The last step is the solution itself, i.e., doing the algebra, calculations, diagrams, or whatever is necessary to arrive at the correct answer. You may well be the best and fastest person on the planet in this last step, but if you neglect the previous steps your score will suffer either from incorrect answers (from, for example, misreading questions) or insufficient time to answer all the questions.

Keep in mind that even though the GMAT does not contain university level mathematics (e.g., calculus), anything at a lower level is free game. There is no “typical” GMAT problem-solving process.. The format and content of questions can vary greatly, as can the ideal or possible solution methods.

Every question is unique. A question may draw on probability, number theory, geometry, algebra, or any combination of these and other math topics. It may be solved through a combination of pure logic and trivial arithmetic, or it may require you to perform several time-consuming calculations, approximations, or trials intended to test not your thinking but rather your speed, effectiveness, and ability to remain focused and error-free throughout a complex process. Both the elegant and the not-so-elegant solution methods integral to the quantitative section.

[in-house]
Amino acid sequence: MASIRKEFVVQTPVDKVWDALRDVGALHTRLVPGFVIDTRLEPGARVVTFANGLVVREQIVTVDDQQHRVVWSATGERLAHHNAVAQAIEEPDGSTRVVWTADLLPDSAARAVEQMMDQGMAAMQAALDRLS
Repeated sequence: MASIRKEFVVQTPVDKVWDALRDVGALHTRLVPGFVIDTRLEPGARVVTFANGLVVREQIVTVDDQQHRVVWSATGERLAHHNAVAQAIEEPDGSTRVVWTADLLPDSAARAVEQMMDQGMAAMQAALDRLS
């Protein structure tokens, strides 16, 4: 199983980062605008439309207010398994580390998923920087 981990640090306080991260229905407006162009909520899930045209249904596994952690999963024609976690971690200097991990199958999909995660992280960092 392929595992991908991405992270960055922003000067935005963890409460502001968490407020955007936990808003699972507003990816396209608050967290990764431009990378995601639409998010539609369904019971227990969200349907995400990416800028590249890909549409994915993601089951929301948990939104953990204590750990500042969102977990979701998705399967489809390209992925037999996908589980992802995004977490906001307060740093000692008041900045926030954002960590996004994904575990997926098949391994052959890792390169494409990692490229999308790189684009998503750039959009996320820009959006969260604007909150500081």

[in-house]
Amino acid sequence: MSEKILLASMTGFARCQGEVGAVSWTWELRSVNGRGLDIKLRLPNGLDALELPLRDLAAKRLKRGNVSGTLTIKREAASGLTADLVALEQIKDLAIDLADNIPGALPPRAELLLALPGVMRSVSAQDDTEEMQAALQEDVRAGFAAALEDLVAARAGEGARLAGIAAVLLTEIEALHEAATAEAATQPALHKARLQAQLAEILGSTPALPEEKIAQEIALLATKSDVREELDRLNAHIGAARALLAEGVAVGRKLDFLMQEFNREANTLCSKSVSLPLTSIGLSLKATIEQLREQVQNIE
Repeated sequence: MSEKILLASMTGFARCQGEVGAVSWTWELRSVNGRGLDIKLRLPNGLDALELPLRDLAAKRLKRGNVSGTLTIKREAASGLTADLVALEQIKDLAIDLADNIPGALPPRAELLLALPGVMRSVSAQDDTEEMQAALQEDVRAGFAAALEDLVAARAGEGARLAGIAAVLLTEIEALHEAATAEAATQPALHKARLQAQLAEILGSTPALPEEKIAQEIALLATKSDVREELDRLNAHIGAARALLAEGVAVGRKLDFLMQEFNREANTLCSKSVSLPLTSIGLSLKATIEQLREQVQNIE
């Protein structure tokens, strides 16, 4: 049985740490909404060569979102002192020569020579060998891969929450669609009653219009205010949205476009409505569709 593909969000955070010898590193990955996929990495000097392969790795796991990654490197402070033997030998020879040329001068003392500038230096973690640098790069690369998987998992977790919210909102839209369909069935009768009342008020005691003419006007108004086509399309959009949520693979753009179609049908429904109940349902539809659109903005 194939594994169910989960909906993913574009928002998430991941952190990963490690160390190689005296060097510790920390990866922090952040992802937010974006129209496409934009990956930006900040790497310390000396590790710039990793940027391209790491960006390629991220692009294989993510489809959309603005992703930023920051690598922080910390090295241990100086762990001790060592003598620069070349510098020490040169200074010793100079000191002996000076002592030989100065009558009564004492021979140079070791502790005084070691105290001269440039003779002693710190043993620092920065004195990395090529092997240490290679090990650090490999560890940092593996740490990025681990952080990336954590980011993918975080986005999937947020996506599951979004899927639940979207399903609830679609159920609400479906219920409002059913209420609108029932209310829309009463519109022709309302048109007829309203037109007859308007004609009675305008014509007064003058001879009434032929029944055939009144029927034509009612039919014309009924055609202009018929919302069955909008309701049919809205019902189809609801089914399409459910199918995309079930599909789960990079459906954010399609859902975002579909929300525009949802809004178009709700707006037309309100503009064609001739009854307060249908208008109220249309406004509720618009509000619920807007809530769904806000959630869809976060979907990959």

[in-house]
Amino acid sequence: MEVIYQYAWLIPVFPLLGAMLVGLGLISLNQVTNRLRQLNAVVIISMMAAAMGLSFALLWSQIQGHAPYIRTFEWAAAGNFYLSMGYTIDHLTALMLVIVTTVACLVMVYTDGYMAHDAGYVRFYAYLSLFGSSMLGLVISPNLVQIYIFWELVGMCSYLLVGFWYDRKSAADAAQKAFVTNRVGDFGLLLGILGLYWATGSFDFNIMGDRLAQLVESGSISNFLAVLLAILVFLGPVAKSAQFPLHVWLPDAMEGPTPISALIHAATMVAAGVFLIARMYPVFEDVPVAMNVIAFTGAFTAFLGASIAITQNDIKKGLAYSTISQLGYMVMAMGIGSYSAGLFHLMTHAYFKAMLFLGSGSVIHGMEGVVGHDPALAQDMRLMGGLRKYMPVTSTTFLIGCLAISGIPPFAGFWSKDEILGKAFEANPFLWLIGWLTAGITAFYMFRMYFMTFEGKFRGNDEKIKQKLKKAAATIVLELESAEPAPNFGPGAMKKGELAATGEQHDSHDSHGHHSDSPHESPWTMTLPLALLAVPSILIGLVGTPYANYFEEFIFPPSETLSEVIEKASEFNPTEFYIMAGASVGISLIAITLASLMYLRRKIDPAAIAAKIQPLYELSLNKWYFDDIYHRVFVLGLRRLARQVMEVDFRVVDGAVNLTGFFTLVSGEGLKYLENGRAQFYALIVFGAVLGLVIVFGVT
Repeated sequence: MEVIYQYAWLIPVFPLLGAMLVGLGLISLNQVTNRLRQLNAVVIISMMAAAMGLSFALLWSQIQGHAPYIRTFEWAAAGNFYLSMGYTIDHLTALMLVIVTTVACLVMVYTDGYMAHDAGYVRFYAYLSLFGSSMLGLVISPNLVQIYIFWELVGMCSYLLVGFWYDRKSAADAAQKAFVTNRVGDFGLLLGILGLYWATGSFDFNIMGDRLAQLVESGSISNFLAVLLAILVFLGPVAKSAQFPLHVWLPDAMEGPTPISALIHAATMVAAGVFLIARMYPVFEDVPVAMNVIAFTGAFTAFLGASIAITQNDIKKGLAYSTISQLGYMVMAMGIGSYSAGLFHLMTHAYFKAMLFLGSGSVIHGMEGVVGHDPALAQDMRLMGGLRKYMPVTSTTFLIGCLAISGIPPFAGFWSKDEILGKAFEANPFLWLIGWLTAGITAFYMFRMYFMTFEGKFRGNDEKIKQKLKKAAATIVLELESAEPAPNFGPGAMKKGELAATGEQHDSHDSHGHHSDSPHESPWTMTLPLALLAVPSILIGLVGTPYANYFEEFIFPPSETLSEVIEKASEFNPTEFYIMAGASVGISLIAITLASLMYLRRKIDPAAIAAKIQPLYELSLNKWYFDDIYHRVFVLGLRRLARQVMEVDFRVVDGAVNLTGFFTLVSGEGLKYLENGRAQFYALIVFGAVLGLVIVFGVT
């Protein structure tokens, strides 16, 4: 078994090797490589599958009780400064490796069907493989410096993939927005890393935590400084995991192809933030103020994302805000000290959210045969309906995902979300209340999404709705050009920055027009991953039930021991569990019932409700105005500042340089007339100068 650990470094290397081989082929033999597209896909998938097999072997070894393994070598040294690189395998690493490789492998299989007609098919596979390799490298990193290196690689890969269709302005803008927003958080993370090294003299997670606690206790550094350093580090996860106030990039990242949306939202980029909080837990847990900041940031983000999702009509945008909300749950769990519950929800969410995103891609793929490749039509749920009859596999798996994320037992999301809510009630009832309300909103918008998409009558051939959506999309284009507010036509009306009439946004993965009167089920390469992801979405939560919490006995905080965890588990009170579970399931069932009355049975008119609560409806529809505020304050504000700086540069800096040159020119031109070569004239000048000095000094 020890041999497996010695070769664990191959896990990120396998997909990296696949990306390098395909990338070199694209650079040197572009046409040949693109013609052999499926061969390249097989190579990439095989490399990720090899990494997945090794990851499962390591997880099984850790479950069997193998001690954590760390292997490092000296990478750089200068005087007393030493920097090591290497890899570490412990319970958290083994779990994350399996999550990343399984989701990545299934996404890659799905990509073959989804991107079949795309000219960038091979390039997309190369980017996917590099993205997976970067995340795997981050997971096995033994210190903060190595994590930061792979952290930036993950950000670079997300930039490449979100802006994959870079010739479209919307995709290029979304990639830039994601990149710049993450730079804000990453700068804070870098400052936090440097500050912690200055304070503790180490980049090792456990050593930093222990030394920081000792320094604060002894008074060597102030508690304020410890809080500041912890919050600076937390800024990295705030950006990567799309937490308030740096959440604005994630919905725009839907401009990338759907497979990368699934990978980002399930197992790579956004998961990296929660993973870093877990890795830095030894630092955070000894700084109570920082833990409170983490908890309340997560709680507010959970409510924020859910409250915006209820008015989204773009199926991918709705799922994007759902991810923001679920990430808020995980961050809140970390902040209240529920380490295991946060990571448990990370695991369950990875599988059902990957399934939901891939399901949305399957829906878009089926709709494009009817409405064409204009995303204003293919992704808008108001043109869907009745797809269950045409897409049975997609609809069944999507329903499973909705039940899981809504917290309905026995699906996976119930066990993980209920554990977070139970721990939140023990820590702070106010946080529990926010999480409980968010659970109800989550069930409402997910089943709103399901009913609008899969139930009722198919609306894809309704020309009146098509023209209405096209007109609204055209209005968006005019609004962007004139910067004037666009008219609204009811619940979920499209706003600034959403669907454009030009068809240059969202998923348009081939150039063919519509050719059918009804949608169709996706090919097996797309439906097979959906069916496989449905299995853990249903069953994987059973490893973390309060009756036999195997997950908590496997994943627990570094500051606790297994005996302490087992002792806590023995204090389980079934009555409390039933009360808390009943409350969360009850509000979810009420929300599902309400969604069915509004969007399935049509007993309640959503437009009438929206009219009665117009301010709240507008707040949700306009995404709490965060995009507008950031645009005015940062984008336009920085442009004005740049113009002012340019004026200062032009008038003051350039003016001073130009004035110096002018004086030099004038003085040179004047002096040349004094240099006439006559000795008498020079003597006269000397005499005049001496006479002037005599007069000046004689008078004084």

It is crucial therefore to accept that there is no Holy Grail solution methodology; seemingly far-fetched solutions may apply. The following GMAT practice question presents a real example:

*A non-square rectangle is inscribed within a circle of radius r. Which of the following could be the rectangle’s perimeter? *You are then presented with five plausible expressions for the rectangle’s perimeter.

In this case, you have no choice but to test and exclude each choice in turn until you find the correct answer. Consider what’s required to answer this question:

- You will have to be familiar with geometric properties and the Pythagorean theorem;
- Either know the quadratic formula or be comfortable with factorization;
- Know the table of trigonometric values by heart for the common non-trivial angles pi/6(60º), pi/4(45º) and pi/3(60º);
- Be comfortable simplifying and manipulating algebraic expressions.